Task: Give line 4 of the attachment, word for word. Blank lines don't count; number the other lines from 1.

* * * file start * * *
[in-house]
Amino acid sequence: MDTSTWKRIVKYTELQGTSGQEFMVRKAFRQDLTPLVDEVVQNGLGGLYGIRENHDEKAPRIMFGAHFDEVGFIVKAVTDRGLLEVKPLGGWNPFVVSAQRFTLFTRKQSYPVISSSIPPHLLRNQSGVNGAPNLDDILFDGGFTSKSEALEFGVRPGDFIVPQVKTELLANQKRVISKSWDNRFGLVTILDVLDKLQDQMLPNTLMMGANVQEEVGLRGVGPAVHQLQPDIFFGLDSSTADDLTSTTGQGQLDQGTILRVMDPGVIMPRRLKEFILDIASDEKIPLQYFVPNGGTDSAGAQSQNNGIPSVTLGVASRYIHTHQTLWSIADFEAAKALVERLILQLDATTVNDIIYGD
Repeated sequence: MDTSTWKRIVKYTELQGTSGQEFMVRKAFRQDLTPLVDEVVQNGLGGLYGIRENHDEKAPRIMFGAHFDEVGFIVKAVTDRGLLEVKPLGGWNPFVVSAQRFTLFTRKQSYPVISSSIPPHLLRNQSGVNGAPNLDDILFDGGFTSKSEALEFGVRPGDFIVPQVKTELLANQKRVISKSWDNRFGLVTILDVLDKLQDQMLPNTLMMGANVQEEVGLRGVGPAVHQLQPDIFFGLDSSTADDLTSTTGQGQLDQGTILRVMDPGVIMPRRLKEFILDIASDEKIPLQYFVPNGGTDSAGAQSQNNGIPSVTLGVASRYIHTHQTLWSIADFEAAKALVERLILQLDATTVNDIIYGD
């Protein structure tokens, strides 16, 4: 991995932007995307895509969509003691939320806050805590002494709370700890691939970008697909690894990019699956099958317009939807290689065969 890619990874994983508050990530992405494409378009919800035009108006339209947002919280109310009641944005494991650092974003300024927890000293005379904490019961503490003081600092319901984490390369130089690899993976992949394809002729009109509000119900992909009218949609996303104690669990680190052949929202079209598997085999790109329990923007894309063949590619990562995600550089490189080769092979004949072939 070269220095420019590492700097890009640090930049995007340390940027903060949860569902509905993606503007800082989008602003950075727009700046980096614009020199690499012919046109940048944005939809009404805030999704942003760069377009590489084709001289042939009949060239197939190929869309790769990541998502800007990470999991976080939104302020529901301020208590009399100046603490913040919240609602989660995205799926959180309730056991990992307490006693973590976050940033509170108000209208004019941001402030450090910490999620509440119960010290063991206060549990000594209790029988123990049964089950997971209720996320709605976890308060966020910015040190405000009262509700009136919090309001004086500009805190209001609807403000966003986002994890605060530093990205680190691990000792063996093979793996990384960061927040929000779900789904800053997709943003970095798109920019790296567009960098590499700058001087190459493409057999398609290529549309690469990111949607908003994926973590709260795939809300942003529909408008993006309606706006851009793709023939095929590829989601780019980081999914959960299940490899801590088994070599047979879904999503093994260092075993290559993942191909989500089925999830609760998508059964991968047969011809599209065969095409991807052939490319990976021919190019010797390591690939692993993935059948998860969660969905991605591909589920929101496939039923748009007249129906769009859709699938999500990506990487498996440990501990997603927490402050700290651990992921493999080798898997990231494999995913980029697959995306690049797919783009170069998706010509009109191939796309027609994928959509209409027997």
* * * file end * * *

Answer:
């Protein structure tokens, strides 16, 4: 991995932007995307895509969509003691939320806050805590002494709370700890691939970008697909690894990019699956099958317009939807290689065969 890619990874994983508050990530992405494409378009919800035009108006339209947002919280109310009641944005494991650092974003300024927890000293005379904490019961503490003081600092319901984490390369130089690899993976992949394809002729009109509000119900992909009218949609996303104690669990680190052949929202079209598997085999790109329990923007894309063949590619990562995600550089490189080769092979004949072939 070269220095420019590492700097890009640090930049995007340390940027903060949860569902509905993606503007800082989008602003950075727009700046980096614009020199690499012919046109940048944005939809009404805030999704942003760069377009590489084709001289042939009949060239197939190929869309790769990541998502800007990470999991976080939104302020529901301020208590009399100046603490913040919240609602989660995205799926959180309730056991990992307490006693973590976050940033509170108000209208004019941001402030450090910490999620509440119960010290063991206060549990000594209790029988123990049964089950997971209720996320709605976890308060966020910015040190405000009262509700009136919090309001004086500009805190209001609807403000966003986002994890605060530093990205680190691990000792063996093979793996990384960061927040929000779900789904800053997709943003970095798109920019790296567009960098590499700058001087190459493409057999398609290529549309690469990111949607908003994926973590709260795939809300942003529909408008993006309606706006851009793709023939095929590829989601780019980081999914959960299940490899801590088994070599047979879904999503093994260092075993290559993942191909989500089925999830609760998508059964991968047969011809599209065969095409991807052939490319990976021919190019010797390591690939692993993935059948998860969660969905991605591909589920929101496939039923748009007249129906769009859709699938999500990506990487498996440990501990997603927490402050700290651990992921493999080798898997990231494999995913980029697959995306690049797919783009170069998706010509009109191939796309027609994928959509209409027997």